Sarah Wilson - Physical Therapy in Nepal
What am I doing here?' I thought as I was driven from the safety of the airport into the unknown, not knowing anyone, a very naïve and young 19 year old. I'd been away from home before but never to a third world country volunteering and that initial trip from the airport to the hotel I'd be staying in for my first nights in Kathmandu was the scariest and most shocking trip of my life.
I was struck by the poverty and general dirtiness of the streets. The smell was another thing all together. It was sickening and hit you as soon as you got out of the airport. I was shaken up enough by the antics in the airport. My suitcase had been broken on the way out and resulted in me only having one wheel left so I ended up half dragging it through the airport as I couldn't find any trolleys.
At the doors of the exit there was a glass wall where you could see crowds of people holding pieces of paper with various names on, all with hopeful faces. I found the 'Projects Abroad' sign and headed with relief towards the man holding onto it. We struggled through the mob to greet each other but as soon as I stepped from the door there was a sudden rush toward me of locals. There were hands grabbing at my bag and a chorus telling me I wanted a taxi, asking where I was going. I let the man who'd been holding the sign take my bag as I was in no fit state to drag it across the car park! He led me to the minibus where I collapsed, my heart pounding as the bag carrier asked for money, and never felt so alone in my life.
However that all changed when the driver handed me a mobile and on the other end the director of Projects Abroad Nepal told me that she was glad I'd arrived safely that I would be transferred to the hotel and that a member of staff would come to visit me once I'd settled in.
Once I finally reached the hotel I was still quite shaken up but a visit from one of the staff from Projects Abroad really calmed me. Before then I'd not seen or heard anyone from the western world so it was really comforting.
The first two nights were the hardest by a long, long way of the entire trip. After moving to the hostel, where I spent the rest of my time, and settling into a routine of work at the Spinal Injury Rehabilitation Centre I didn't want to leave and the two months was over way to quickly.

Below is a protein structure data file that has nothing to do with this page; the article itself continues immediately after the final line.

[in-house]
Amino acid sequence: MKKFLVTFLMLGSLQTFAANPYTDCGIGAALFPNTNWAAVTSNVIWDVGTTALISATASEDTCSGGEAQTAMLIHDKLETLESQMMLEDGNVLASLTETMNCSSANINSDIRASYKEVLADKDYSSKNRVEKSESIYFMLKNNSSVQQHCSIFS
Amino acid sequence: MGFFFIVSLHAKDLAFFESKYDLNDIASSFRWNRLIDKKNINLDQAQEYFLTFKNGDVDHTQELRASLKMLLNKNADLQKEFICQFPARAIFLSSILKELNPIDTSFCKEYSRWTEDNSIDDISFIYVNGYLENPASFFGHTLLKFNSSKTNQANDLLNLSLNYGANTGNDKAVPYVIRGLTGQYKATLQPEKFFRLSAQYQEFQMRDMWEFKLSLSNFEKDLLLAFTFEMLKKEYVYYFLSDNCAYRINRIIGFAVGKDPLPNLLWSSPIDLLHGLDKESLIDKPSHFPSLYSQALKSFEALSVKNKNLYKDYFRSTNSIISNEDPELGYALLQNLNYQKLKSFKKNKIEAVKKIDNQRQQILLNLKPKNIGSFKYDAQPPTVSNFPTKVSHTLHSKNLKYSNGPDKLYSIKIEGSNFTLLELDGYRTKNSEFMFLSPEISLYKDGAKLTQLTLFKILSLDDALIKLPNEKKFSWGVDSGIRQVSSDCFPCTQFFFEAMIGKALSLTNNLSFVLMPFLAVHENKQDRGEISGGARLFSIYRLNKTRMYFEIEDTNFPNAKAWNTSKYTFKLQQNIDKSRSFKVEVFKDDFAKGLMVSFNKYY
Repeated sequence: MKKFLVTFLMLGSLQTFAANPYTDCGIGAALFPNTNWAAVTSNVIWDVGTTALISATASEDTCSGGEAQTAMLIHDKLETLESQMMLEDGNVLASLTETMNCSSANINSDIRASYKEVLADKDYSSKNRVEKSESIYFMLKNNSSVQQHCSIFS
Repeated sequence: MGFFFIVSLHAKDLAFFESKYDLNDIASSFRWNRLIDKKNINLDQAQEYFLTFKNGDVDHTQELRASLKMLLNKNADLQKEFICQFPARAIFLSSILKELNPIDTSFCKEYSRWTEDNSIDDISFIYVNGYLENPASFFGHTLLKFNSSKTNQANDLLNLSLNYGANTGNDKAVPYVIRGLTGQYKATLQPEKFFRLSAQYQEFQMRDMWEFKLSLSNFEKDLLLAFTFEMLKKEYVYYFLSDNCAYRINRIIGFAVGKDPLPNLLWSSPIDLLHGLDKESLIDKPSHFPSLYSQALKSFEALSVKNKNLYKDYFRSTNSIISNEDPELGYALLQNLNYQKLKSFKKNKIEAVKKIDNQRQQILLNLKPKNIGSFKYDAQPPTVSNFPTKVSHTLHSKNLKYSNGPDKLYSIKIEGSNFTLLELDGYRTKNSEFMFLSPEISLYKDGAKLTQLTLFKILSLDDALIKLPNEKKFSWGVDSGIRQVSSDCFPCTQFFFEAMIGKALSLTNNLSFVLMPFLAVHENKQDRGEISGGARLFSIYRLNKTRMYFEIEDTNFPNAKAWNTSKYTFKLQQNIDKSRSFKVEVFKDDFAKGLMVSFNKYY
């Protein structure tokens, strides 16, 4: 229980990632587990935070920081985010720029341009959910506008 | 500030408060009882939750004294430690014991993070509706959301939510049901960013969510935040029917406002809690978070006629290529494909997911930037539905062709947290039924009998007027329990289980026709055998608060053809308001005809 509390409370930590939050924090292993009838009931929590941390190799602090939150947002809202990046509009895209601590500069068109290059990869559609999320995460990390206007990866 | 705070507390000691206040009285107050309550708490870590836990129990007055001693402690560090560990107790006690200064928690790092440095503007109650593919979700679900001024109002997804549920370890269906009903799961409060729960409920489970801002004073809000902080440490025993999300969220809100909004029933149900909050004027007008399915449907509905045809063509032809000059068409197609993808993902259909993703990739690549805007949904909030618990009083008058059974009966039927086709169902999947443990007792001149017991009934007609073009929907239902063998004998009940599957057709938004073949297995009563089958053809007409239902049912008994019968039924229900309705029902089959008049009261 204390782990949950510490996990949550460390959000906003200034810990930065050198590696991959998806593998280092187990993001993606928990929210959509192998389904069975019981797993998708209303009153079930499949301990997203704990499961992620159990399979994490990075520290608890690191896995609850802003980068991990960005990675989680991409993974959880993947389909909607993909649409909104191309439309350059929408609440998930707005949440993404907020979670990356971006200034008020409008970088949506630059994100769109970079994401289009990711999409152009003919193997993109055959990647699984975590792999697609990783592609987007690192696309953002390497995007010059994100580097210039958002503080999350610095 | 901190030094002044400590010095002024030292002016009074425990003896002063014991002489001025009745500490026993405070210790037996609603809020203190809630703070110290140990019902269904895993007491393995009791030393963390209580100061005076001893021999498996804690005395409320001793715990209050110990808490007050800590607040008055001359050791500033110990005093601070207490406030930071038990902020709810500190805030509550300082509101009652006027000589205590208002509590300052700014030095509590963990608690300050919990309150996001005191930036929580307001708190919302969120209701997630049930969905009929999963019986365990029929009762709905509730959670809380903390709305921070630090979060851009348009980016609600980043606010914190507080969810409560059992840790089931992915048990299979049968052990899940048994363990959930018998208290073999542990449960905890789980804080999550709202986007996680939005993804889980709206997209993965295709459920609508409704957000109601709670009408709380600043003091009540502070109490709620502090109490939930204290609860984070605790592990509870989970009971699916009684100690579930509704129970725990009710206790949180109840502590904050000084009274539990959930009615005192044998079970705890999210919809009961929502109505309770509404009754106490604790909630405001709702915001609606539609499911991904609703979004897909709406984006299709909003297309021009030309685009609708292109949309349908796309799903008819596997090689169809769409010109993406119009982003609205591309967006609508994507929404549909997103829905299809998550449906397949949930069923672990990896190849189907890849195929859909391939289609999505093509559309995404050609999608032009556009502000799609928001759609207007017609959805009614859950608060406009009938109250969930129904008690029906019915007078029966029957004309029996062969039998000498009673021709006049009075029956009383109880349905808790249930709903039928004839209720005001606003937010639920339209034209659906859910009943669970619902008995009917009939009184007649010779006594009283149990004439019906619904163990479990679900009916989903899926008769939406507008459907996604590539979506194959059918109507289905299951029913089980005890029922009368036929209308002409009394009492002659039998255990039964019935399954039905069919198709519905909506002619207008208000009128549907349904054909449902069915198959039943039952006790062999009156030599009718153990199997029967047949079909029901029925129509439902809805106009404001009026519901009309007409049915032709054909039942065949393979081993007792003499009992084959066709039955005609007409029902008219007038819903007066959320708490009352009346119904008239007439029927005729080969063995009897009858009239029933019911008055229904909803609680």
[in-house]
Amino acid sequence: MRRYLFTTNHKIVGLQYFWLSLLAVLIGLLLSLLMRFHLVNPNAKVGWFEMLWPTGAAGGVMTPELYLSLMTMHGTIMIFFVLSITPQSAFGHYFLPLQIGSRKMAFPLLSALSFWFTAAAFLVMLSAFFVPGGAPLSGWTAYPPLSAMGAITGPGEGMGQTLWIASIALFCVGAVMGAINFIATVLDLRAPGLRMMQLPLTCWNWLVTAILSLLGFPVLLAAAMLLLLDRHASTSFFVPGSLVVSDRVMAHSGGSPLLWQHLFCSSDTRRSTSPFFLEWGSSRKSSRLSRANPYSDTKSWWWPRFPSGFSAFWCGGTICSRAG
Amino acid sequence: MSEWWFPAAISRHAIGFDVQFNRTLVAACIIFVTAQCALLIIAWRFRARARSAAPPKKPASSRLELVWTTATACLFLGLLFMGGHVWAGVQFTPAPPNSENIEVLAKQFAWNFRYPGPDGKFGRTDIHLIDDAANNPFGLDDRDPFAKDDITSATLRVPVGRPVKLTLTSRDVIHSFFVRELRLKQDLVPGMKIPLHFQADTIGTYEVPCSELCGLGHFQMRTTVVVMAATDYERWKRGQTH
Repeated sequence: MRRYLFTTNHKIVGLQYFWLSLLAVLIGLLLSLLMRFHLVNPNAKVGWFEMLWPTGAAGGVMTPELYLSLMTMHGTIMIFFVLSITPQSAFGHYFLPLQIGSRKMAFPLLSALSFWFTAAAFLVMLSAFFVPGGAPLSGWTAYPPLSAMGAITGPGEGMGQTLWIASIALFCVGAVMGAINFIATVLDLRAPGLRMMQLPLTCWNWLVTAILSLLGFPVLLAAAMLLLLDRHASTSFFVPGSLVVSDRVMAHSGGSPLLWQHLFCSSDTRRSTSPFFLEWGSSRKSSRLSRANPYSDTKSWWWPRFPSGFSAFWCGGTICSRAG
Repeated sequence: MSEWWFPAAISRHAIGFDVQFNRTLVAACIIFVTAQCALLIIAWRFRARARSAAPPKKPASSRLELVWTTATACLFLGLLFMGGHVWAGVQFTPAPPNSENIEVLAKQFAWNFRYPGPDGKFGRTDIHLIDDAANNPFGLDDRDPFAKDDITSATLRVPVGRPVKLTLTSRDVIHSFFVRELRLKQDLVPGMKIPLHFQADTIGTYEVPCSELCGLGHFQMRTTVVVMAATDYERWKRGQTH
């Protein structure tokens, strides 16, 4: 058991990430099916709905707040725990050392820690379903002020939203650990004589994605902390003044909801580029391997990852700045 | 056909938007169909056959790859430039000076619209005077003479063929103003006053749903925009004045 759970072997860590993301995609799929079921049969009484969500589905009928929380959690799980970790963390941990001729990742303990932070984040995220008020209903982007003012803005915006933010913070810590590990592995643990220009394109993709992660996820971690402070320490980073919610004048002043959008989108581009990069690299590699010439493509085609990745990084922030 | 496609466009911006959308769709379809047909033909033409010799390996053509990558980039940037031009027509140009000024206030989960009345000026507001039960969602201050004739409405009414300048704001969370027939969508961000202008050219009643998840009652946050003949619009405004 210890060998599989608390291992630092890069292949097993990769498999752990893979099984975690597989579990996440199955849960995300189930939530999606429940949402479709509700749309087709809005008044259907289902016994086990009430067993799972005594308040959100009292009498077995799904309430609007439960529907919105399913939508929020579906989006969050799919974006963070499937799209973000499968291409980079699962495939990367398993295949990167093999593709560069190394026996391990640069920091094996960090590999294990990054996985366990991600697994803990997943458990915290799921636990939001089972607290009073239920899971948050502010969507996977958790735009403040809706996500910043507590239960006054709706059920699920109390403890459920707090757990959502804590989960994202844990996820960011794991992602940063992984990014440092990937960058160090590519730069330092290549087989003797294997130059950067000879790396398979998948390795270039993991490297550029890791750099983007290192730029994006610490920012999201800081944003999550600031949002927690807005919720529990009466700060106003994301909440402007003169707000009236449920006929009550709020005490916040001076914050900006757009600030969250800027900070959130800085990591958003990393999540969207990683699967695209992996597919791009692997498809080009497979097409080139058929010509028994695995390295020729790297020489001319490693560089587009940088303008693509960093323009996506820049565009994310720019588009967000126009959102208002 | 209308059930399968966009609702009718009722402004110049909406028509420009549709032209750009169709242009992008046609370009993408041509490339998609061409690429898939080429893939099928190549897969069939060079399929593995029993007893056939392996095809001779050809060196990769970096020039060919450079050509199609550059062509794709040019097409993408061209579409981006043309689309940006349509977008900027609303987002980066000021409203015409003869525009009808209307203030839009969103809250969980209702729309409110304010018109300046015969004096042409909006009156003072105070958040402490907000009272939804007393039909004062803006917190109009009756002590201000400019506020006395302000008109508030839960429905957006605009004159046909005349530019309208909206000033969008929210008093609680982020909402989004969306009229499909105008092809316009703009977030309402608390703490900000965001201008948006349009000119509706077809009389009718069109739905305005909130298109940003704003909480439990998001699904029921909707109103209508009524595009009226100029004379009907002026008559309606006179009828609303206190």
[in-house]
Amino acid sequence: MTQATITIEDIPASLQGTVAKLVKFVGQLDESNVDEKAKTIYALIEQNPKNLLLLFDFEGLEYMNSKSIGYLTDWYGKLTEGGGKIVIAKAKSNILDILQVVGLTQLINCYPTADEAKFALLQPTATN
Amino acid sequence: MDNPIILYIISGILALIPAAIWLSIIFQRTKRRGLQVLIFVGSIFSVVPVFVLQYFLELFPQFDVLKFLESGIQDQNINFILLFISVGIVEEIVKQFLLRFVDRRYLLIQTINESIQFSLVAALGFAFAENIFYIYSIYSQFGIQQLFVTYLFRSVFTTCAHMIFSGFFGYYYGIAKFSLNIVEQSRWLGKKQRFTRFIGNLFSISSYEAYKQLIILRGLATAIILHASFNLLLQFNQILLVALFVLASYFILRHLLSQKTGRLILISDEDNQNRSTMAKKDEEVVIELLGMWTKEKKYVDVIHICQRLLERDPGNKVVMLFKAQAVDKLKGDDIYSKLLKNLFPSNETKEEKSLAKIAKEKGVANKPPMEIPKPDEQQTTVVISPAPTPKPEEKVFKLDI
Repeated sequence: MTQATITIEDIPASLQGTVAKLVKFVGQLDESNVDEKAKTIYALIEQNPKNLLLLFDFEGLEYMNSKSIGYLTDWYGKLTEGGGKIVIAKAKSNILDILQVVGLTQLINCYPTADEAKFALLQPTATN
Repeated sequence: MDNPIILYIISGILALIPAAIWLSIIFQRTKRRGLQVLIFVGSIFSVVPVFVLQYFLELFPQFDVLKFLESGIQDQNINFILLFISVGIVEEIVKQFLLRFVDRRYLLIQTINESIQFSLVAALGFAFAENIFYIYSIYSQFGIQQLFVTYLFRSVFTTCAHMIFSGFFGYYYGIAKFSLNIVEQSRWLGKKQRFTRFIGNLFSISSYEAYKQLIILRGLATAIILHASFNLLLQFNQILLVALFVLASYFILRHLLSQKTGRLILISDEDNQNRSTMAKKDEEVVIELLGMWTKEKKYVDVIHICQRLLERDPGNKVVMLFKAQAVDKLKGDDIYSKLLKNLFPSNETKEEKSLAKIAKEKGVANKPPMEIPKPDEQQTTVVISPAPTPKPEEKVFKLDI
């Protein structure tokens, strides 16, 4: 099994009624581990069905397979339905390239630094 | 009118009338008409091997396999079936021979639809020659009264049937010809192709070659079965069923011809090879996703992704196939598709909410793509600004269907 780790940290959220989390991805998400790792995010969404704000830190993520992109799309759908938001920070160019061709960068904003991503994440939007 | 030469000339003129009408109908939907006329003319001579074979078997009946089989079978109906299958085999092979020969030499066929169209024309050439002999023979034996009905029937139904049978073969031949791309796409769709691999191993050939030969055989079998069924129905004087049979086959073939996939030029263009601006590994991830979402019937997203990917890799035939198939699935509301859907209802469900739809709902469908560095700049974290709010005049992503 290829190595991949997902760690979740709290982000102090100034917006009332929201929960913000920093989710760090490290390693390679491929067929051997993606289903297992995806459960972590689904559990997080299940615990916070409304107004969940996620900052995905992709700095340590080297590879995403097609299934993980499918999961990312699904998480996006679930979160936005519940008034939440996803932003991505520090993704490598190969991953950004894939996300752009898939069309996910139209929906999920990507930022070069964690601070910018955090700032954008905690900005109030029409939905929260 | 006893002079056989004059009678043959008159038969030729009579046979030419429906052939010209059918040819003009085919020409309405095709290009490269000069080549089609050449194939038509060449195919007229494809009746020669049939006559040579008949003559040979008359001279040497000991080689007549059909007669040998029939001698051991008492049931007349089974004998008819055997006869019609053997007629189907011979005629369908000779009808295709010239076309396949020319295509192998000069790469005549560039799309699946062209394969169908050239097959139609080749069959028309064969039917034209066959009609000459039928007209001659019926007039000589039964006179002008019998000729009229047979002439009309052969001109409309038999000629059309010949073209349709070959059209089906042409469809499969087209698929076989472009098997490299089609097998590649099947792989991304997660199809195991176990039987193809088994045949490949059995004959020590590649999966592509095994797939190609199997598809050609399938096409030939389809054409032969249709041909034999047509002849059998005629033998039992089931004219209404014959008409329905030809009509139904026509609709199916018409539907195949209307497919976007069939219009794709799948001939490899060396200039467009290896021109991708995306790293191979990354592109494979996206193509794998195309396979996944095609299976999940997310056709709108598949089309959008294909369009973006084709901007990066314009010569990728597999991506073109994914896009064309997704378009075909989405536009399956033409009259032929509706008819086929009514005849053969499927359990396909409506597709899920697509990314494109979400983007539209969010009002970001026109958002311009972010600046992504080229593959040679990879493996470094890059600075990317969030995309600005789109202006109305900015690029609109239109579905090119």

There were two other volunteers living in the hostel and four others nearby and we soon formed a close group. The people I met without a doubt made the trip what it was. The local people at work and 99% of the other Nepali's we met were the friendliest and kindest people I've ever met. They would go out of their way to help you and nothing was ever too much trouble.
The language was a bit of a barrier but you soon pick up a few words and people are more than happy to teach you. It was a particular problem with me being untrained as it was really important for people to explain to me what they were doing and why. I was really lucky because for the majority of my time I was shadowing a volunteer who'd just graduated as a physical therapist so she was able to explain in English, and the nurses were always there to assist communication with the patients.
I couldn't have asked for anything more with my placement, it really was perfect. I learnt more than I could ever have imagined and I will always miss the people I met there. I will definitely return to Nepal and to the new Spinal Injury Rehabilitation Centre once it's built, hopefully in the not too distant future. The experience of just being away from everything and everyone you know is something everyone should do, it's really opened my eyes to the vast world that's out there, I've got memories that will stay with me forever that I know I'll always be able to look back on and smile and friends that I know will be friends for life.
I can't thank the staff at Projects Abroad enough for the opportunity they've given me, I wouldn't have been able to do it without their support and help that was obvious from the minute I registered right to after I landed back home. There were never doubts that if you needed someone all you had to do was pick up the phone. Having that kind of support system made me feel safer and more at home than anything and gave me the confidence to survive and enjoy my time in Nepal to the full.